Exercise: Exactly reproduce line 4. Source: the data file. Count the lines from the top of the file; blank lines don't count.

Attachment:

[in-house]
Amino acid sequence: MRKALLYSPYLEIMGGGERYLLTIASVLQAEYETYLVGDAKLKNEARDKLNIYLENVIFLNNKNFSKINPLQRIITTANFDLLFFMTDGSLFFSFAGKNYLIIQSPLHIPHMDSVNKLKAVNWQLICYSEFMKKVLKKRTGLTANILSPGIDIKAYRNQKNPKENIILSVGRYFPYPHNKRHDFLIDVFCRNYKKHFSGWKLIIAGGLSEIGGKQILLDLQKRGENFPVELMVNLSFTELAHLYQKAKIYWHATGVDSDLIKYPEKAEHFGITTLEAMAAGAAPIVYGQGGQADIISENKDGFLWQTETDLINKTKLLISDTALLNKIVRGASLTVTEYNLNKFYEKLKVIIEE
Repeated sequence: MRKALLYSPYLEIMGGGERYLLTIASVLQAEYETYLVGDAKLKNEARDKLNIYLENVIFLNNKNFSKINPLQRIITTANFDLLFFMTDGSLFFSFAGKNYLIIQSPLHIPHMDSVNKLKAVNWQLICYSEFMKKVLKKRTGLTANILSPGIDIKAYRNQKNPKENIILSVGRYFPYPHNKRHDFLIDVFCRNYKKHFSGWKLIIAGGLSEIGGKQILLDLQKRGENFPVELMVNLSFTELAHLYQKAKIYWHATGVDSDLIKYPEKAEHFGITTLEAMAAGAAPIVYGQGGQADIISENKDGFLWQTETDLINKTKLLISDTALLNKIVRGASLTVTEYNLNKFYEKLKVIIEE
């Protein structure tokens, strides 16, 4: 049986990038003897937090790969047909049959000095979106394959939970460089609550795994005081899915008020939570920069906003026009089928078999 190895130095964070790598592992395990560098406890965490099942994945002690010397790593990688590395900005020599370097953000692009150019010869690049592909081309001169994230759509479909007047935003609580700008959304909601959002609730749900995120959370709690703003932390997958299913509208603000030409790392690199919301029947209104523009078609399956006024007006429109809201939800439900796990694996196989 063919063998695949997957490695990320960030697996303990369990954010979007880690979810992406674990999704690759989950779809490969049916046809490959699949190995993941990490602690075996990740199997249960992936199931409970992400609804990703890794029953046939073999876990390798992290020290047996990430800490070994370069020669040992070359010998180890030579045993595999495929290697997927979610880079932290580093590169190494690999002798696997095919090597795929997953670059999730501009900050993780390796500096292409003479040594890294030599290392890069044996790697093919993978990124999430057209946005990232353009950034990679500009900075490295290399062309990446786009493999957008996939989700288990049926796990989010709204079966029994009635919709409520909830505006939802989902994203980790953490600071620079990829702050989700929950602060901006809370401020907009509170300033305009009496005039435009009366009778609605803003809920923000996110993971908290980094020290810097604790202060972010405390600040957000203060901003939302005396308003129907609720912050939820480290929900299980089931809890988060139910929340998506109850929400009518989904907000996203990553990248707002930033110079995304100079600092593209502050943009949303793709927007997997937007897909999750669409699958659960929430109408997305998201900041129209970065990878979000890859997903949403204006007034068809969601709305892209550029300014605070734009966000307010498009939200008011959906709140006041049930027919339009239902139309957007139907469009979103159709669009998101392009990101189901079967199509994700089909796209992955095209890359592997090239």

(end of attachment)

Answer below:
């Protein structure tokens, strides 16, 4: 049986990038003897937090790969047909049959000095979106394959939970460089609550795994005081899915008020939570920069906003026009089928078999 190895130095964070790598592992395990560098406890965490099942994945002690010397790593990688590395900005020599370097953000692009150019010869690049592909081309001169994230759509479909007047935003609580700008959304909601959002609730749900995120959370709690703003932390997958299913509208603000030409790392690199919301029947209104523009078609399956006024007006429109809201939800439900796990694996196989 063919063998695949997957490695990320960030697996303990369990954010979007880690979810992406674990999704690759989950779809490969049916046809490959699949190995993941990490602690075996990740199997249960992936199931409970992400609804990703890794029953046939073999876990390798992290020290047996990430800490070994370069020669040992070359010998180890030579045993595999495929290697997927979610880079932290580093590169190494690999002798696997095919090597795929997953670059999730501009900050993780390796500096292409003479040594890294030599290392890069044996790697093919993978990124999430057209946005990232353009950034990679500009900075490295290399062309990446786009493999957008996939989700288990049926796990989010709204079966029994009635919709409520909830505006939802989902994203980790953490600071620079990829702050989700929950602060901006809370401020907009509170300033305009009496005039435009009366009778609605803003809920923000996110993971908290980094020290810097604790202060972010405390600040957000203060901003939302005396308003129907609720912050939820480290929900299980089931809890988060139910929340998506109850929400009518989904907000996203990553990248707002930033110079995304100079600092593209502050943009949303793709927007997997937007897909999750669409699958659960929430109408997305998201900041129209970065990878979000890859997903949403204006007034068809969601709305892209550029300014605070734009966000307010498009939200008011959906709140006041049930027919339009239902139309957007139907469009979103159709669009998101392009990101189901079967199509994700089909796209992955095209890359592997090239």